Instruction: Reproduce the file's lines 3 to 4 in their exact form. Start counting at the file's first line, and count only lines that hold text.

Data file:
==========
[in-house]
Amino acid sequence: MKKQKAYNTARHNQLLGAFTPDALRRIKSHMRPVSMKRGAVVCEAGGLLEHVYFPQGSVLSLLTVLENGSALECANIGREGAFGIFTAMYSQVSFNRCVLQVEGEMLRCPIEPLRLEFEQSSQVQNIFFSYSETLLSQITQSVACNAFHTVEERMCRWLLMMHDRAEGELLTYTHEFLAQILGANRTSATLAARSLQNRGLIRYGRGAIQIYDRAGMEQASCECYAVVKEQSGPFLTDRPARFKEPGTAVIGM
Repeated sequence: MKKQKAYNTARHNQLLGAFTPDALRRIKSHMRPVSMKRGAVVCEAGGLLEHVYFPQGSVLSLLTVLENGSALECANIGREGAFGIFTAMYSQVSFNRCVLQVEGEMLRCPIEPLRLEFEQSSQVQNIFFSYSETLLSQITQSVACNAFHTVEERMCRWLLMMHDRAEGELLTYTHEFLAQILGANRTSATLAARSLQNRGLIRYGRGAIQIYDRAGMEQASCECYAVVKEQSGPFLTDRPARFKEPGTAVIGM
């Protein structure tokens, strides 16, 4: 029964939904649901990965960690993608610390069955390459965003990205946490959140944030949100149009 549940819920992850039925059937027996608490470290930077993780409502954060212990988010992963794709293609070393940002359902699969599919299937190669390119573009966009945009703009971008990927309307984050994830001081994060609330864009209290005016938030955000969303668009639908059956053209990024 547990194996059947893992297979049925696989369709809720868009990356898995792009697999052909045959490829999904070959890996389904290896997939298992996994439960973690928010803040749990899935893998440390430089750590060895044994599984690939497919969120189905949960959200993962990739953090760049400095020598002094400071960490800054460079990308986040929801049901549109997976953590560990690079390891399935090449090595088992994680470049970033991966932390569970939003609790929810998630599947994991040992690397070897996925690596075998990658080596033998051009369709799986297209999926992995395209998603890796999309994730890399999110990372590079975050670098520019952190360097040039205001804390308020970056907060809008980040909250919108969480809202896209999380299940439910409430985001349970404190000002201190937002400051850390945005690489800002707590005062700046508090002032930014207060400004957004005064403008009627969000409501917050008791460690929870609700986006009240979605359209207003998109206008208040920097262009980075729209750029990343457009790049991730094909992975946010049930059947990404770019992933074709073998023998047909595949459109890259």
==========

Repeated sequence: MKKQKAYNTARHNQLLGAFTPDALRRIKSHMRPVSMKRGAVVCEAGGLLEHVYFPQGSVLSLLTVLENGSALECANIGREGAFGIFTAMYSQVSFNRCVLQVEGEMLRCPIEPLRLEFEQSSQVQNIFFSYSETLLSQITQSVACNAFHTVEERMCRWLLMMHDRAEGELLTYTHEFLAQILGANRTSATLAARSLQNRGLIRYGRGAIQIYDRAGMEQASCECYAVVKEQSGPFLTDRPARFKEPGTAVIGM
């Protein structure tokens, strides 16, 4: 029964939904649901990965960690993608610390069955390459965003990205946490959140944030949100149009 549940819920992850039925059937027996608490470290930077993780409502954060212990988010992963794709293609070393940002359902699969599919299937190669390119573009966009945009703009971008990927309307984050994830001081994060609330864009209290005016938030955000969303668009639908059956053209990024 547990194996059947893992297979049925696989369709809720868009990356898995792009697999052909045959490829999904070959890996389904290896997939298992996994439960973690928010803040749990899935893998440390430089750590060895044994599984690939497919969120189905949960959200993962990739953090760049400095020598002094400071960490800054460079990308986040929801049901549109997976953590560990690079390891399935090449090595088992994680470049970033991966932390569970939003609790929810998630599947994991040992690397070897996925690596075998990658080596033998051009369709799986297209999926992995395209998603890796999309994730890399999110990372590079975050670098520019952190360097040039205001804390308020970056907060809008980040909250919108969480809202896209999380299940439910409430985001349970404190000002201190937002400051850390945005690489800002707590005062700046508090002032930014207060400004957004005064403008009627969000409501917050008791460690929870609700986006009240979605359209207003998109206008208040920097262009980075729209750029990343457009790049991730094909992975946010049930059947990404770019992933074709073998023998047909595949459109890259």